Parker: Driven to distraction
OXFORD, Md. – Reflexively, I type "Dru" and The Drudge Report pops up. I hate myself for going there but as a columnist ever in search of the zeitgeist's ultimate wave, I am behooved.
Breezing past the latest tricklings about The Hill & Trumpie Show — I'm not proud of this — I click on "Weiner still at it?"
Hey, it's August. It's what we do.
Apparently, Carlos Danger, aka Anthony Weiner, is still sexting, if you believe his former correspondent Sydney Leathers, who claims that another woman to whom Weiner allegedly recently has sent photos of his whatevers contacted her for advice.
Just beneath this story is a photo of Bill Clinton looking a bit frail alongside the alluring headline: "He revealed this disease." This leads me to 60 celebrities, who are just like the rest of us when it comes to ailments. First up: Miley Cyrus has a higher-than-usual resting heart rate. Riveting.
Off I go to discover the best exterior house colors. Meanwhile, the shopping depot "One Kings Lane" taunts me from the right-hand margin with images I've perused in recent weeks. Of course I clicked.
Love the settee, but Christie Brinkley is tired of John Mellencamp's "redneck ways." Who knew they were dating? I glance away to see if "Morning Joe" is saying anything interesting and note that half the (male) Washington Post columnists are on. What's up with that?
This reminds me to read the Post. OMG, Simone Biles. The Biles! Then I read an awful story about two D.C. fathers murdered by their sons on the same day, which probably should have been the lede. One of them, Harrison Spencer, was a globetrotting physician who took medical healing to the world's poorest places. His son, 32, claimed voices told him to kill his father so he stabbed him 15 times.
Quote du jour comes from Mr. Joe of Toledo in comments: "Why don't the voices ever say, "Go help your father take out the trash and mow the lawn?"
The world is too much with me. Who said that? Google Chrome says it's "us" not "me." And it was William Wordsworth. Of Course.
"The world is too much with us; late and soon,
Getting and spending, we lay waste our powers; —
Little we see in Nature that is ours;
We have given our hearts away, a sordid boon!"
I probably ought to tweet something: Oh, to be Dave Barry in Rio!
"Great God! I'd rather be
A Pagan suckled in a creed outworn;
So might I, standing on this pleasant lea,
Have glimpses that would make me less forlorn;
Have sight of Proteus rising from the sea;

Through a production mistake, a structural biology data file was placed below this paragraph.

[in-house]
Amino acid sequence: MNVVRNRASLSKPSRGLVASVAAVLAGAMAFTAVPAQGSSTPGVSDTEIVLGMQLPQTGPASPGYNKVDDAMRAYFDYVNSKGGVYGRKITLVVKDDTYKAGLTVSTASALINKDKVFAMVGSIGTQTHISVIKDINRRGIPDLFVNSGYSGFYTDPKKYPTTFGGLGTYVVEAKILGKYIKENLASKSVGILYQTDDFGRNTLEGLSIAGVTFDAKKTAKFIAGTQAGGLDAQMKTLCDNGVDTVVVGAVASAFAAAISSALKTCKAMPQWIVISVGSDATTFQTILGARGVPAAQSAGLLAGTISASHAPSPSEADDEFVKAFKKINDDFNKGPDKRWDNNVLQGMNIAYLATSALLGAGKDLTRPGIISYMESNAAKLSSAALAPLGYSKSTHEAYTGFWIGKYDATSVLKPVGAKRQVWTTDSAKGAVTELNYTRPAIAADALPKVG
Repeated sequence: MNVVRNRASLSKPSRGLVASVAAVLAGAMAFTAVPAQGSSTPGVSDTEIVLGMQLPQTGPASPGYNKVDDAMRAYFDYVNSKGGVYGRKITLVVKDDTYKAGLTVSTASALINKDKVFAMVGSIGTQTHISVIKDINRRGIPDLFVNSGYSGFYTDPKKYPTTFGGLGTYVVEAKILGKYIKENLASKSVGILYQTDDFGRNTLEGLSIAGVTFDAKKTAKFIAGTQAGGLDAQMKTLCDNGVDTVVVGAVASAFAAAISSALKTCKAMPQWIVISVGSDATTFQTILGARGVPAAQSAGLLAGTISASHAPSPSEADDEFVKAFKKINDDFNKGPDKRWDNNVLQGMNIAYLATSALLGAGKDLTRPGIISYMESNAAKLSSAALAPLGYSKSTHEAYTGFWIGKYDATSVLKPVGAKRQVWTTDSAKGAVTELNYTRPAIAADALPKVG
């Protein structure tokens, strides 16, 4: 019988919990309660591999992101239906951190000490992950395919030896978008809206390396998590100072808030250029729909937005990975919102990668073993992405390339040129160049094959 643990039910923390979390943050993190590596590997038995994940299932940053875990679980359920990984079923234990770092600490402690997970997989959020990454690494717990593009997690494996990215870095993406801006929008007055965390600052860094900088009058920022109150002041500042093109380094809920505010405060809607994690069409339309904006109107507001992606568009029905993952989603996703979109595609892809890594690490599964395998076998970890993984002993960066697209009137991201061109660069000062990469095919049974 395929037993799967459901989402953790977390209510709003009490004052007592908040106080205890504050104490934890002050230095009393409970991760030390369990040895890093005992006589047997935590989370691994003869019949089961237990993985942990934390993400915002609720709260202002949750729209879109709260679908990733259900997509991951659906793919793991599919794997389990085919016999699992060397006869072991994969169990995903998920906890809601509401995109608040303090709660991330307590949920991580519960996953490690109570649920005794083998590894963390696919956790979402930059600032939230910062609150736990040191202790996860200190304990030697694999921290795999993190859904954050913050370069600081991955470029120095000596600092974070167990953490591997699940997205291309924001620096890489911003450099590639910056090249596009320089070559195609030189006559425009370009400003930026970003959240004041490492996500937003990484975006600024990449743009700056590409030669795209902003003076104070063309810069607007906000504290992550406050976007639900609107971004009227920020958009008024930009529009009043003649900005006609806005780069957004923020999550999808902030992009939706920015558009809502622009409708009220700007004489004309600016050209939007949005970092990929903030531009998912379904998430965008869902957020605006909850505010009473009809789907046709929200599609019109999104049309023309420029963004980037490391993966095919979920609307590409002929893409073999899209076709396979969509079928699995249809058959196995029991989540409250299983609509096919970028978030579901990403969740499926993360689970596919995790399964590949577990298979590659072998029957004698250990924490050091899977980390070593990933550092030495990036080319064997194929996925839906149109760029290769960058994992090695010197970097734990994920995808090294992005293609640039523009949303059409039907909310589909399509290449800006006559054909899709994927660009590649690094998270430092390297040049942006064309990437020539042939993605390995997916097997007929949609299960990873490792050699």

Or hear old Triton blow his wreathed horn."
You have to read it a few times to figure out that he's lamenting man's alienation from Nature and our spirit selves as we pursue materialism. Don't hold me to this, but I think he's predicting Donald Trump — way back in the early 1800s. (You didn't think I could write an entire column without mentioning him, did you?)
My point, which I hope is obvious by now, is that such streams of consciousness describe the beginnings of too many of my mornings, and probably many of yours, too. Need I say this is insanity? It's little wonder that the human attention span is minimized at the bottom right of your screen. Or that today's children, who have known no other way of being, are so jacked up, agitated and distracted that they need amphetamines to calm them down. (Whatever happened to running laps?)
Much has been written about the effects of the internet on our minds and culture, including Nicholas Carr's "The Shallows: What the Internet is Doing to Our Brains." Not only are we forging new neural pathways in the brain but we're losing the capacity to absorb and retain complex information.
Computers and the internet may make us smarter in some ways, as neuroscience finds, but baby boomers who grew up with three channels and rabbit ears are the last generation to have been formed primarily by books requiring lengthy, focused attention, as well as the experiential learning that comes from engaging one's own imagination rather than navigating someone else's often-bizarre, interactive digital fictions.
What this technologically advanced, mind-bending experiment upon the human psyche ultimately brings us, no one knows. But my fear is that we've already become Pagans swaddled in creeds outworn, credulous if less forlorn, as Hillary rises from the sea and old Trump blows his wreathed horn.
Kathleen Parker is a columnist for The Washington Post.